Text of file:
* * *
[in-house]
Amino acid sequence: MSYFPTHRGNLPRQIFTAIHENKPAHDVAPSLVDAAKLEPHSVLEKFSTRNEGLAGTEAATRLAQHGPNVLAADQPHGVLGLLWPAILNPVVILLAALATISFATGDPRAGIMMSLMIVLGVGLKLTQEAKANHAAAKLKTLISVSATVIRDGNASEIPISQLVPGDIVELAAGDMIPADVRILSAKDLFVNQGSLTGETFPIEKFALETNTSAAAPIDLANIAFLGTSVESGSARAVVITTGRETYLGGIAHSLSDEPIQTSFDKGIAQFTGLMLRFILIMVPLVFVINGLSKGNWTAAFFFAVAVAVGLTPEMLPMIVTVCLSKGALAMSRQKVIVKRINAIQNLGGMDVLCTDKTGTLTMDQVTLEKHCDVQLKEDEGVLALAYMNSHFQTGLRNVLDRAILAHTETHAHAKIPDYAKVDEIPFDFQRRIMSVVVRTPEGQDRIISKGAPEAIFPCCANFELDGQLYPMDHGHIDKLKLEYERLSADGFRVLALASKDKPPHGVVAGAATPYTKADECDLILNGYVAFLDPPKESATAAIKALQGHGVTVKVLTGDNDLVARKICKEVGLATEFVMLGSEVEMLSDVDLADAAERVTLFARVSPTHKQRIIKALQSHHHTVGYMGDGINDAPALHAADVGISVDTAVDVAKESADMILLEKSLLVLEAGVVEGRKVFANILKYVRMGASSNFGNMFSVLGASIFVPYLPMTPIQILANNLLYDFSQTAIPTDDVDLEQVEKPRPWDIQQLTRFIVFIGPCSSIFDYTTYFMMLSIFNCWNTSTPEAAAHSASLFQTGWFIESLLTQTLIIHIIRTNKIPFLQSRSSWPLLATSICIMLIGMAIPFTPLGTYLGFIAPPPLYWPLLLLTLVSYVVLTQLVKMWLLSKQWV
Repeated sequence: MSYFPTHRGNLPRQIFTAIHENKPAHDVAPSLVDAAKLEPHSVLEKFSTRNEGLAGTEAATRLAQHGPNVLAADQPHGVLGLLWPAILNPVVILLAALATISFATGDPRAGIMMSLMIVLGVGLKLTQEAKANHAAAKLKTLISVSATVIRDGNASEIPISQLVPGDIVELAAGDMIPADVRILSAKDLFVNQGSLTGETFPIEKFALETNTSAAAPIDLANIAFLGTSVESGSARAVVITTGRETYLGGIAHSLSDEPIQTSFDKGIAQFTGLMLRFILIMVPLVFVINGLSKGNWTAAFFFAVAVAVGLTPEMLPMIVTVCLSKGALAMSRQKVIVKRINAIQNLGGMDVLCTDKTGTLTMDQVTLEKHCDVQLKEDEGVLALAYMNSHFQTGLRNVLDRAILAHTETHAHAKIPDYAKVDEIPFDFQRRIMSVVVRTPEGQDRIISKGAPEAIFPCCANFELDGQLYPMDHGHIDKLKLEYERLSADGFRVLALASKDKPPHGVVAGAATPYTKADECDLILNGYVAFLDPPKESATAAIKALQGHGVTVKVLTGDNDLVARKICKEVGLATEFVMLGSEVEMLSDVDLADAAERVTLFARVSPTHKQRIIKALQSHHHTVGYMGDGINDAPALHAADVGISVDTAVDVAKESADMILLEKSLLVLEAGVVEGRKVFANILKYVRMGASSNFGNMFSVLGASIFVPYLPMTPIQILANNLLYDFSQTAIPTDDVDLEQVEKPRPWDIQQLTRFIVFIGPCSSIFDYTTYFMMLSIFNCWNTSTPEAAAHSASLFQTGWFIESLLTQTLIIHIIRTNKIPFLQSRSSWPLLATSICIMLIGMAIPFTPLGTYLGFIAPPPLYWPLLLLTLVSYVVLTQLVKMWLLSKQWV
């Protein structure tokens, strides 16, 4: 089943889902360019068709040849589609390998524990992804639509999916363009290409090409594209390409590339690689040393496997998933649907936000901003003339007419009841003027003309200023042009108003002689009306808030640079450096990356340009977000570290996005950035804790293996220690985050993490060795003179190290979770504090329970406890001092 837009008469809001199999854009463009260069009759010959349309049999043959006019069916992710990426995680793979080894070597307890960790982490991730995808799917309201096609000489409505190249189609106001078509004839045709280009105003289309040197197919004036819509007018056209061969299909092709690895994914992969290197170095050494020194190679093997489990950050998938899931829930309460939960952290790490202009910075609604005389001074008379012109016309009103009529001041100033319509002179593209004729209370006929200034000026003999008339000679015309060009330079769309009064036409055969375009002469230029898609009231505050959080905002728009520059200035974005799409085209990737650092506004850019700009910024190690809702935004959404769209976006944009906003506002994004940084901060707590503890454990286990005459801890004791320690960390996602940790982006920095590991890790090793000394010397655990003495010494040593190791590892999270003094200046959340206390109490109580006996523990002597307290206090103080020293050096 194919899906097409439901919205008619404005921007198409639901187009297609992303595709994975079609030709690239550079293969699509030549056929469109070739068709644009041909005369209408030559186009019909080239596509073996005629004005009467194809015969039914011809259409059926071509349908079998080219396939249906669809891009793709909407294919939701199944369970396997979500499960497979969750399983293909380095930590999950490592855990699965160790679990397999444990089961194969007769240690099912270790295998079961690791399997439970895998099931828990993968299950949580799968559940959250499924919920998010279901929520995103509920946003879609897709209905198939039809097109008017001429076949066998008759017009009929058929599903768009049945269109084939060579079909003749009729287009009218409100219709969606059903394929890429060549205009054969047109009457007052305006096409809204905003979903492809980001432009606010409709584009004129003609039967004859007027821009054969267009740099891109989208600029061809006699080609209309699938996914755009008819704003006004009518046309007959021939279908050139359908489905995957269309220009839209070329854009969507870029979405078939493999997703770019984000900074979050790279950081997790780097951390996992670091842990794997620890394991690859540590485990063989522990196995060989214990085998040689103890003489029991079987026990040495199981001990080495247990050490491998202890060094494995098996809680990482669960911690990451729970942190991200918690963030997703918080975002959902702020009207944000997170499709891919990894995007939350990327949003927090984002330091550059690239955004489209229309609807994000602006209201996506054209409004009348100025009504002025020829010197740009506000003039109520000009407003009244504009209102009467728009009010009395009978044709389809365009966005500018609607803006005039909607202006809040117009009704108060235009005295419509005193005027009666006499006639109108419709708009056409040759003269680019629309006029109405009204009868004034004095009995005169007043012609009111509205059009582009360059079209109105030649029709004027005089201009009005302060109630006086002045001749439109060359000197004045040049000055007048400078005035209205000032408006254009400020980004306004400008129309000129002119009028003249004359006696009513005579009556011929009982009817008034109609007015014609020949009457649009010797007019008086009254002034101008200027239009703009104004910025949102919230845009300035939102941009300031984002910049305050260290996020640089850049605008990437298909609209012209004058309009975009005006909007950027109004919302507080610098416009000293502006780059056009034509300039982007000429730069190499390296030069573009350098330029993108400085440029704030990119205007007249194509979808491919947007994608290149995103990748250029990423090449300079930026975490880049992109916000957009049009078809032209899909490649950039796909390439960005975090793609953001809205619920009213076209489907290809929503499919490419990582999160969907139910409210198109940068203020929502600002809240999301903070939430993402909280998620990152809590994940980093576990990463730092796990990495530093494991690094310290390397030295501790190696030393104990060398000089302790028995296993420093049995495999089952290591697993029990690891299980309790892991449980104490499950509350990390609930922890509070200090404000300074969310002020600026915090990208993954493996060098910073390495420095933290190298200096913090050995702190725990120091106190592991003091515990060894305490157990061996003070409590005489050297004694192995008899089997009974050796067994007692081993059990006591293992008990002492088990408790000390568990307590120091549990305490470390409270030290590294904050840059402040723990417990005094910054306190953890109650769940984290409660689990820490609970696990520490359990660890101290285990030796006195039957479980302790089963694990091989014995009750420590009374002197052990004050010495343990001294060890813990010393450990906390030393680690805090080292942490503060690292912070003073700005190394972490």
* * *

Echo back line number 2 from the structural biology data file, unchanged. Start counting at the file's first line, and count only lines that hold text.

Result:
Amino acid sequence: MSYFPTHRGNLPRQIFTAIHENKPAHDVAPSLVDAAKLEPHSVLEKFSTRNEGLAGTEAATRLAQHGPNVLAADQPHGVLGLLWPAILNPVVILLAALATISFATGDPRAGIMMSLMIVLGVGLKLTQEAKANHAAAKLKTLISVSATVIRDGNASEIPISQLVPGDIVELAAGDMIPADVRILSAKDLFVNQGSLTGETFPIEKFALETNTSAAAPIDLANIAFLGTSVESGSARAVVITTGRETYLGGIAHSLSDEPIQTSFDKGIAQFTGLMLRFILIMVPLVFVINGLSKGNWTAAFFFAVAVAVGLTPEMLPMIVTVCLSKGALAMSRQKVIVKRINAIQNLGGMDVLCTDKTGTLTMDQVTLEKHCDVQLKEDEGVLALAYMNSHFQTGLRNVLDRAILAHTETHAHAKIPDYAKVDEIPFDFQRRIMSVVVRTPEGQDRIISKGAPEAIFPCCANFELDGQLYPMDHGHIDKLKLEYERLSADGFRVLALASKDKPPHGVVAGAATPYTKADECDLILNGYVAFLDPPKESATAAIKALQGHGVTVKVLTGDNDLVARKICKEVGLATEFVMLGSEVEMLSDVDLADAAERVTLFARVSPTHKQRIIKALQSHHHTVGYMGDGINDAPALHAADVGISVDTAVDVAKESADMILLEKSLLVLEAGVVEGRKVFANILKYVRMGASSNFGNMFSVLGASIFVPYLPMTPIQILANNLLYDFSQTAIPTDDVDLEQVEKPRPWDIQQLTRFIVFIGPCSSIFDYTTYFMMLSIFNCWNTSTPEAAAHSASLFQTGWFIESLLTQTLIIHIIRTNKIPFLQSRSSWPLLATSICIMLIGMAIPFTPLGTYLGFIAPPPLYWPLLLLTLVSYVVLTQLVKMWLLSKQWV